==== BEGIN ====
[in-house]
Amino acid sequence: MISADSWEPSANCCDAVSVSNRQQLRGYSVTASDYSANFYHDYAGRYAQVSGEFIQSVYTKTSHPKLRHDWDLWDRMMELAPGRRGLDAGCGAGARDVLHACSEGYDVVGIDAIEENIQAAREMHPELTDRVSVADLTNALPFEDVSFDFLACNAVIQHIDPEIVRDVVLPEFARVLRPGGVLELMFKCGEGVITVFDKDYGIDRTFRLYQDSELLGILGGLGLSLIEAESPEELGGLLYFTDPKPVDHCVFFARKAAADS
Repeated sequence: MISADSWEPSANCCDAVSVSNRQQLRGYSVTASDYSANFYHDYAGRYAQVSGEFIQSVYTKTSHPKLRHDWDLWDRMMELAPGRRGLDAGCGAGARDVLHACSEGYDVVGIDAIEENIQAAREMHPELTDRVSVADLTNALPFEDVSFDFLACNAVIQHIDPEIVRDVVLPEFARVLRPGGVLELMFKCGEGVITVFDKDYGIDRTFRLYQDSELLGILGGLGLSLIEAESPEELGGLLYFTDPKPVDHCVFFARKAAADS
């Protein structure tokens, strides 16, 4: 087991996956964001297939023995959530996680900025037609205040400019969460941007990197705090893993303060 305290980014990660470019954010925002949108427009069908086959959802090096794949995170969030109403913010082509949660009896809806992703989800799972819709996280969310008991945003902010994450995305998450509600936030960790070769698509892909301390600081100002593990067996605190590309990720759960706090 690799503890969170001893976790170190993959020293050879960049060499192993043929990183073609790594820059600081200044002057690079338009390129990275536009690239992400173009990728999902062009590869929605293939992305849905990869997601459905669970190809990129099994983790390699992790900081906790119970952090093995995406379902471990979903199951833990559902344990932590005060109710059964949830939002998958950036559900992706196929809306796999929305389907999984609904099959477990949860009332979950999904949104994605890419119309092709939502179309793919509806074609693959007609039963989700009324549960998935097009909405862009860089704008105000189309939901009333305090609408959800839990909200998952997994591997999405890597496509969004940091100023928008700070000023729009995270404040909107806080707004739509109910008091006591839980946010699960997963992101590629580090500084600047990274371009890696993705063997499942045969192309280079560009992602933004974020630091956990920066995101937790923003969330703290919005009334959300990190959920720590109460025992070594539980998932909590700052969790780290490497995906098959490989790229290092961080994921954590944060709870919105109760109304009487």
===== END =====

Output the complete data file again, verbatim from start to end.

[in-house]
Amino acid sequence: MISADSWEPSANCCDAVSVSNRQQLRGYSVTASDYSANFYHDYAGRYAQVSGEFIQSVYTKTSHPKLRHDWDLWDRMMELAPGRRGLDAGCGAGARDVLHACSEGYDVVGIDAIEENIQAAREMHPELTDRVSVADLTNALPFEDVSFDFLACNAVIQHIDPEIVRDVVLPEFARVLRPGGVLELMFKCGEGVITVFDKDYGIDRTFRLYQDSELLGILGGLGLSLIEAESPEELGGLLYFTDPKPVDHCVFFARKAAADS
Repeated sequence: MISADSWEPSANCCDAVSVSNRQQLRGYSVTASDYSANFYHDYAGRYAQVSGEFIQSVYTKTSHPKLRHDWDLWDRMMELAPGRRGLDAGCGAGARDVLHACSEGYDVVGIDAIEENIQAAREMHPELTDRVSVADLTNALPFEDVSFDFLACNAVIQHIDPEIVRDVVLPEFARVLRPGGVLELMFKCGEGVITVFDKDYGIDRTFRLYQDSELLGILGGLGLSLIEAESPEELGGLLYFTDPKPVDHCVFFARKAAADS
């Protein structure tokens, strides 16, 4: 087991996956964001297939023995959530996680900025037609205040400019969460941007990197705090893993303060 305290980014990660470019954010925002949108427009069908086959959802090096794949995170969030109403913010082509949660009896809806992703989800799972819709996280969310008991945003902010994450995305998450509600936030960790070769698509892909301390600081100002593990067996605190590309990720759960706090 690799503890969170001893976790170190993959020293050879960049060499192993043929990183073609790594820059600081200044002057690079338009390129990275536009690239992400173009990728999902062009590869929605293939992305849905990869997601459905669970190809990129099994983790390699992790900081906790119970952090093995995406379902471990979903199951833990559902344990932590005060109710059964949830939002998958950036559900992706196929809306796999929305389907999984609904099959477990949860009332979950999904949104994605890419119309092709939502179309793919509806074609693959007609039963989700009324549960998935097009909405862009860089704008105000189309939901009333305090609408959800839990909200998952997994591997999405890597496509969004940091100023928008700070000023729009995270404040909107806080707004739509109910008091006591839980946010699960997963992101590629580090500084600047990274371009890696993705063997499942045969192309280079560009992602933004974020630091956990920066995101937790923003969330703290919005009334959300990190959920720590109460025992070594539980998932909590700052969790780290490497995906098959490989790229290092961080994921954590944060709870919105109760109304009487």